Wednesday, April 11, 2012

Broadway Review: In the Heights

The creator, writer, lyricist and original star character, Usnavi, are all the same person -- Lin-Manuel Miranda. He started writing the musical as a college student. He was inspired to basically tell his own story about growing up in Washington Heights in New York. It translated onto the stage beautifully.

My husband is bilingual and lived in Latin American for two years, and I've learned quite a bit of Spanish over the last few years. We also have many Latin friends and we associate with them often. Their culture is vibrant, musical, and loving. Thus, In the Heights was something we really wanted to see.

It didn't disappoint. The current touring company's star had a unique speaking and singing voice -- I looked forward to everything his character portrayed. Other break out roles were the cousin, and also the two gossiping Latina hairdressers. Comic relief at its finest.

The overall theme was finding where you truly belong. As first generation citizens, these sons and daughters of Puerto Ricans, Dominicans, and others struggled to find themselves. Did they belong back in their parents' home country? Or did they belong in the U.S.? Was Washington Heights where they would be forever, or would they seek opportunity somewhere else?

A few times I couldn't hear the words over the music, so a little of the story was lost to my ears. There were also a few numbers or characters that weren't quite as exciting or compelling as the others. But overall, it was a fun show.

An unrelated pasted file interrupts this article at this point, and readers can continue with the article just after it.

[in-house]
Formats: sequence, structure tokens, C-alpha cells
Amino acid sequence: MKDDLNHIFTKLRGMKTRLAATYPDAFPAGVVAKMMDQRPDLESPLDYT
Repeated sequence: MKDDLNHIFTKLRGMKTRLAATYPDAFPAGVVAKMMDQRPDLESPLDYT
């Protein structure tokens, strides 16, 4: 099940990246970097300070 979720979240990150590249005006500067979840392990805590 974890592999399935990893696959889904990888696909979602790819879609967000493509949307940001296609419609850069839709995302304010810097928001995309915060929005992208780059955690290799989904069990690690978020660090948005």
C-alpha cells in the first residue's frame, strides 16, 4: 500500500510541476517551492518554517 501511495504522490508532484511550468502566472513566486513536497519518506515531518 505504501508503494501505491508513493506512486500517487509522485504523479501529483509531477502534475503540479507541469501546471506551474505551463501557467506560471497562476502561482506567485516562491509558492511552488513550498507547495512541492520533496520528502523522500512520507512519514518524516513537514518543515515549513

My husband wondered if perhaps the regular older crowd that frequents musicals that come to town would stomach the "rap" music in the show. After all, the opening number was the main character rapping about Washington Heights. But really, it wasn't typically "rap" ... it was softer, with the reggaeton beats of Latin America. It was storytelling word-singing. It was fun. It was hip. It was different.

Combined with intricate Latin dancing, the music and dance was the true star of the show. The dance switched between casual hip hop to slower interpretive. It showcased the musical beats and showed characters' emotions. I loved it.

We all struggle to fit in. But I think for the Latin community, their own story of struggling to find their place was largely untold. Until now.

No comments:

Post a Comment